From Dog Trainers to Dog Rescuers: Animal Behavior College's Students Saving Lives Program StudentsTrain Shelter Dogs to Increase their Chances for Adoption
Media & PR Contact
Angela PeĆ±a, Director of Media and Public Relations
Updated Tuesday, February 17, 2009 : 12:00:00 AM
|Los Angeles, February 17, 2009 - Animal Behavior College (ABC), a Los Angeles-based vocational school for professional dog training instructors, has launched a national campaign to save the lives of shelter dogs. As a part of the solution to help reduce these shocking statistics, ABC has created "Students Saving Lives," a program that requires all of their dog training students to volunteer at least ten hours of training time to local animal shelters or rescue organizations.
About 1.8 million dogs are surrendered to animal shelters each year by their owners. About 300,000 of these relinquished dogs are turned in to be euthanized, and the remaining 1.5 million are surrendered for adoption. Although it is challenging to track exactly why all these dogs are being surrendered, it is clear that behavior problems are a primary culprit. This means that behavior problems are one of the leading causes of death in dogs in the United States.
To date, approximately 2,000 ABC Certified Dog Trainers have donated over 31,000 volunteer dog training hours to animal shelters and rescue groups all throughout North America in an effort to help save lives. The dogs are taught basic obedience lessons as well as problem solving for inappropriate behaviors.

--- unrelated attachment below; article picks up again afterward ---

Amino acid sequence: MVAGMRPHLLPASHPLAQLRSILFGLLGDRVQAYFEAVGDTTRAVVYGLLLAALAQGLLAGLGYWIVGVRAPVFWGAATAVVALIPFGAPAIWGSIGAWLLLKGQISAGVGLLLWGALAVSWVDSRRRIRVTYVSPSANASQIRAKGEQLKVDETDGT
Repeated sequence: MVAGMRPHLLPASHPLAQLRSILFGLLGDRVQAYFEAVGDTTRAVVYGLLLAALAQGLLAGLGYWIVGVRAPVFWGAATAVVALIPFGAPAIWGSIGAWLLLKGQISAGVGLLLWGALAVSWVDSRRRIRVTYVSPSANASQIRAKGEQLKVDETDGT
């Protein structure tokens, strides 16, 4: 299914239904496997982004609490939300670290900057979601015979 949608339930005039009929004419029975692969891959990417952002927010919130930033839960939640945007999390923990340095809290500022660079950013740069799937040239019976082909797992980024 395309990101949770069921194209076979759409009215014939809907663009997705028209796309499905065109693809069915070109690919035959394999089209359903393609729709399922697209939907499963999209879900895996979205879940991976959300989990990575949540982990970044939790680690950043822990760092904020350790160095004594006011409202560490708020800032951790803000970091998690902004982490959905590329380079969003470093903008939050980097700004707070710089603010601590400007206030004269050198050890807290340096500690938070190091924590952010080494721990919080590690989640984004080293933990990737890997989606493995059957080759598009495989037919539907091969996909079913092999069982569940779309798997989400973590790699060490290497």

"Since we started this program, Students Saving Lives' countless dogs have been rescued from death row at shelters because they were well-trained by an ABC dog training graduate. Those dogs that were only a few days away from euthanasia are now living in loving, permanent homes. This program has caught the attention of animal shelters and rescue organizations all across the country," said Debbie Kendrick proudly, Vice President of ABC and creator of "Students Saving Lives".
It is proven that the chances of adoption increase tremendously once a dog is well trained. The dog is more likely to be noticed at a shelter and adopted. Once home, they are less likely to have behavior problems which often results in being returned to the shelter.
Animal Behavior College has enrolled thousands of students all over the United States and Canada who are looking for a great new career that is not only fulfilling, but helps make a difference in the lives of dogs. More information is available at www.AnimalBehaviorCollege.com